Dr. Maureen Wood from Aberdeen University’s Department of Obstetrics and Gynaecology talked about advances in cryopreservation of embryos and eggs. Some clinics are moving from traditional freezing techniques to the newer vitrification method but comparison between the techniques for embryos has not been useful because there are so many differences between the protocols used by different clinics. The long-term impact on embryos or eggs, if any, of any type of cryopreservation is at yet unknown. Vitrification of eggs has now been refined to the state where it is a viable proposition for a woman to ‘freeze’ her eggs when young, or prior to chemotherapy, to be used later. A clinic in Valencia apparently has good data showing almost identical pregnancy and live birth results when using either fresh or vitrified eggs in IVF cycles. On the question of whether ‘social’ egg vitrification should be encouraged, Dr Wood and other presenters felt that this was for society to debate. At least one panel member felt strongly that we should return to times when women had children at a younger age rather than being able to postpone motherhood to much later years.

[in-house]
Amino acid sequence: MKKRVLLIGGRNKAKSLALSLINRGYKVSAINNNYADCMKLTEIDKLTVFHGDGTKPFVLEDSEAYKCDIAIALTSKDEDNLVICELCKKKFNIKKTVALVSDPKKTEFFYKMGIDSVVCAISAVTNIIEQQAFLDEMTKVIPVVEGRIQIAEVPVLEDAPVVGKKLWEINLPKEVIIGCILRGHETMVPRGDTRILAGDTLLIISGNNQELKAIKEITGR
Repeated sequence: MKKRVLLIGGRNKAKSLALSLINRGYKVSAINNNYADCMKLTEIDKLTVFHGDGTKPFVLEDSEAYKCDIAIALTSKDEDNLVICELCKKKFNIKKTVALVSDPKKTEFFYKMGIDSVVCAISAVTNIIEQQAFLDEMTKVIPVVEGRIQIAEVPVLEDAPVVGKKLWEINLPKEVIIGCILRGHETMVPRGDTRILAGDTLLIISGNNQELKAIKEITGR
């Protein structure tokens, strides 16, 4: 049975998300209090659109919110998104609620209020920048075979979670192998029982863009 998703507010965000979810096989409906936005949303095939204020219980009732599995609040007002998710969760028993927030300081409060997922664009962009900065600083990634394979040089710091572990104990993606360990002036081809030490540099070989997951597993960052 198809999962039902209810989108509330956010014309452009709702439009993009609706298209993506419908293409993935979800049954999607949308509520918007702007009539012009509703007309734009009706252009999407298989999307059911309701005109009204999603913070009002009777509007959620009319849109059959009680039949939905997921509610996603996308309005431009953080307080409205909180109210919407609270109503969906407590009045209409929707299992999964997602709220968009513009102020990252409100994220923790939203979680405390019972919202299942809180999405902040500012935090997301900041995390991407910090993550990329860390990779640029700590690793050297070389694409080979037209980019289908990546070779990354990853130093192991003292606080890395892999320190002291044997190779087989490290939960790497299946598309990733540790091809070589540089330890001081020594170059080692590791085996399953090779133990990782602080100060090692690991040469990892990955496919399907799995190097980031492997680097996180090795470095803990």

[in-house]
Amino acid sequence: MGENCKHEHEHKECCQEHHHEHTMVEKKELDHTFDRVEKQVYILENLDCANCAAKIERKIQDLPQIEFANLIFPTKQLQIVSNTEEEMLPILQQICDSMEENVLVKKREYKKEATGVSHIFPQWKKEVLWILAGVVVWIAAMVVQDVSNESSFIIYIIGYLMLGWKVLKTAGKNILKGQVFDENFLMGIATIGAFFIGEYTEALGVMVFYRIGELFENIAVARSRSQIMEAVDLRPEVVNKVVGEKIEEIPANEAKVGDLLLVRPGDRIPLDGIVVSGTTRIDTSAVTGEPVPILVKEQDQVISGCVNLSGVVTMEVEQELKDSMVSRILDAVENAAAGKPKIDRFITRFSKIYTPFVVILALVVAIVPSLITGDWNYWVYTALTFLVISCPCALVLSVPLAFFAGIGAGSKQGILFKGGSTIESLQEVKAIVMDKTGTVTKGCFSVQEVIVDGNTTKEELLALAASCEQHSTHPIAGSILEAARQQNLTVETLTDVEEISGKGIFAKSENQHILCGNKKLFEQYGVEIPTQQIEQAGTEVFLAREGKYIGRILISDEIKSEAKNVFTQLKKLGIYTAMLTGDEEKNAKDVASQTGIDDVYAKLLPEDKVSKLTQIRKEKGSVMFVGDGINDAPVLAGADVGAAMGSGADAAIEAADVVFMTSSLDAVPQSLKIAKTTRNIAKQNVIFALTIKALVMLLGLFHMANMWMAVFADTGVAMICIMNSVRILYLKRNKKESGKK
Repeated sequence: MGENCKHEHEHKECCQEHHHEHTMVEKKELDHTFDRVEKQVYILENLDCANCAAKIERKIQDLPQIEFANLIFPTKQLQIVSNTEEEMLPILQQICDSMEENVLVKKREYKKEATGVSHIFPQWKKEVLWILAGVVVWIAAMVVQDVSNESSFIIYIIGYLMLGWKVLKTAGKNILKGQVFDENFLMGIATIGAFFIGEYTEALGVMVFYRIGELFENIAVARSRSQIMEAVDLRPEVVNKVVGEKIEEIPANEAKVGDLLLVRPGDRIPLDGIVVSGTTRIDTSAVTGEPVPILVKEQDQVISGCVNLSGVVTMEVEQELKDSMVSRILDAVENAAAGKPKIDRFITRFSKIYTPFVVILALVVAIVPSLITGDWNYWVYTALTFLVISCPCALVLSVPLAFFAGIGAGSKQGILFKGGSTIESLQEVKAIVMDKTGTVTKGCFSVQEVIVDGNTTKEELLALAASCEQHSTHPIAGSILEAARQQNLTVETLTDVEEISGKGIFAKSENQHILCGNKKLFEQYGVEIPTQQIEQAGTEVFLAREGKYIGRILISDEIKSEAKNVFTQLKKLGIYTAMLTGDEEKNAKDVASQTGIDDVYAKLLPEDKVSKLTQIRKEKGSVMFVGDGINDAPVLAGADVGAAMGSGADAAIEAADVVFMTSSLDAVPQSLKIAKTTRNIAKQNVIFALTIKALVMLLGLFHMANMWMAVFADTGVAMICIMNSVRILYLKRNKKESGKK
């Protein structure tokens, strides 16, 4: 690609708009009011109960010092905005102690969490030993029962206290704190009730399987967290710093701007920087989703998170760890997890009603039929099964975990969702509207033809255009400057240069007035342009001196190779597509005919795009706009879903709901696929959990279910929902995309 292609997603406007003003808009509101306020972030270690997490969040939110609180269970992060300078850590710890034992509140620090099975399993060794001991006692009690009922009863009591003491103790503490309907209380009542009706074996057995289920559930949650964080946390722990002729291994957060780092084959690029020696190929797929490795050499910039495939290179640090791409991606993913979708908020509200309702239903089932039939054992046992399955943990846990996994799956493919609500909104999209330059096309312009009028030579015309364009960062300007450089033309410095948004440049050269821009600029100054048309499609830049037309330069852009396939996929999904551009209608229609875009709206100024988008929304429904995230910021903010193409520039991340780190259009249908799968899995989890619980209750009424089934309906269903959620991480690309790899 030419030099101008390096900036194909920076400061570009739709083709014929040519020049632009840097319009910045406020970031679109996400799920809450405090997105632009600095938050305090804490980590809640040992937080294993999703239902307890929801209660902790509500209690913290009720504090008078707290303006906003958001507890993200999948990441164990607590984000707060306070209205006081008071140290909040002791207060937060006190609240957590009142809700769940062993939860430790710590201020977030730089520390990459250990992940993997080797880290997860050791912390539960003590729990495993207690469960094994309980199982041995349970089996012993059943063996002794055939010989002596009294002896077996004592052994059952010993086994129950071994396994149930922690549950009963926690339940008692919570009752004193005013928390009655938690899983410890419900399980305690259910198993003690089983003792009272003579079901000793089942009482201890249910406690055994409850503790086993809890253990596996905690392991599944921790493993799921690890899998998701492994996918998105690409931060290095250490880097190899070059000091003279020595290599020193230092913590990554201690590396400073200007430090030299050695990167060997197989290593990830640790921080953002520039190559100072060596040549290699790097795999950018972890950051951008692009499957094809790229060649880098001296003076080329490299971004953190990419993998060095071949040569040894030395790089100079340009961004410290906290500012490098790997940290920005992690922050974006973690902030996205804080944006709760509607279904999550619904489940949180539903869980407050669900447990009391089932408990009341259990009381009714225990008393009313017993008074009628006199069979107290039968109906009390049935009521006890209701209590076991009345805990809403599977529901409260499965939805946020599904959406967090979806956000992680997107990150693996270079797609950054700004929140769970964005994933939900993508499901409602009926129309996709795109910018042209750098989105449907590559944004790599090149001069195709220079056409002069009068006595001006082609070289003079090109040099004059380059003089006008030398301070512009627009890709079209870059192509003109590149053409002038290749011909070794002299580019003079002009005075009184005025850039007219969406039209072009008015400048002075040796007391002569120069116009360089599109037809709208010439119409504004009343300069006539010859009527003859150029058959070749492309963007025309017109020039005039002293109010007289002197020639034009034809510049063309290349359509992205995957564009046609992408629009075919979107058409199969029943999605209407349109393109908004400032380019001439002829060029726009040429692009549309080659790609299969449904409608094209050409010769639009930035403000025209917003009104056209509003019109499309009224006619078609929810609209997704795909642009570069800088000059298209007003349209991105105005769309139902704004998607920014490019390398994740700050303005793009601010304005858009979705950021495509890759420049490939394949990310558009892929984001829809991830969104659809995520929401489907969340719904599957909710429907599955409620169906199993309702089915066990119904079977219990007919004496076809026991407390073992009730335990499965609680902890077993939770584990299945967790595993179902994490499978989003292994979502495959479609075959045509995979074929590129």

All the speakers emphasised how very difficult it is to know which embryos, when transferred to the womb, are likely to result in a successful pregnancy. I was shocked by Simon Fishel’s statistic that between 50 to 80 per cent of embryos are non-viable. I recall my son Peter and his wife Emily talking about the perfect single blastocysts they had transferred for two of their IVF attempts. The first resulted in a missed miscarriage at 8 weeks of identical twins (and splitting of blastocysts resulting in twins was highlighted as another issue of concern) and the second, transferred five months later, in our lovely grand-daughter. Professor Helen Picton, in a particularly accessible presentation, demonstrated the huge difficulties in choosing which embryos to transfer. We saw pictures of embryos with perfect symmetry that did not result in pregnancy and those looking lopsided and distorted that did. Professor Picton’s particular contribution was about the metabolism of the embryo. Apparently those with the lowest level of metabolism, the ‘quiet embryos’ are more likely to be developmentally competent. So, counter-intuitively, the three day cleavage embryo or the blastocyst that takes a little longer to develop may be more likely to result in a pregnancy, than the one that appears to be the front-runner for transfer. It is very clear that, just like human beings, some embryos are just more responsive and more robust than others. It is just very difficult to tell which is which.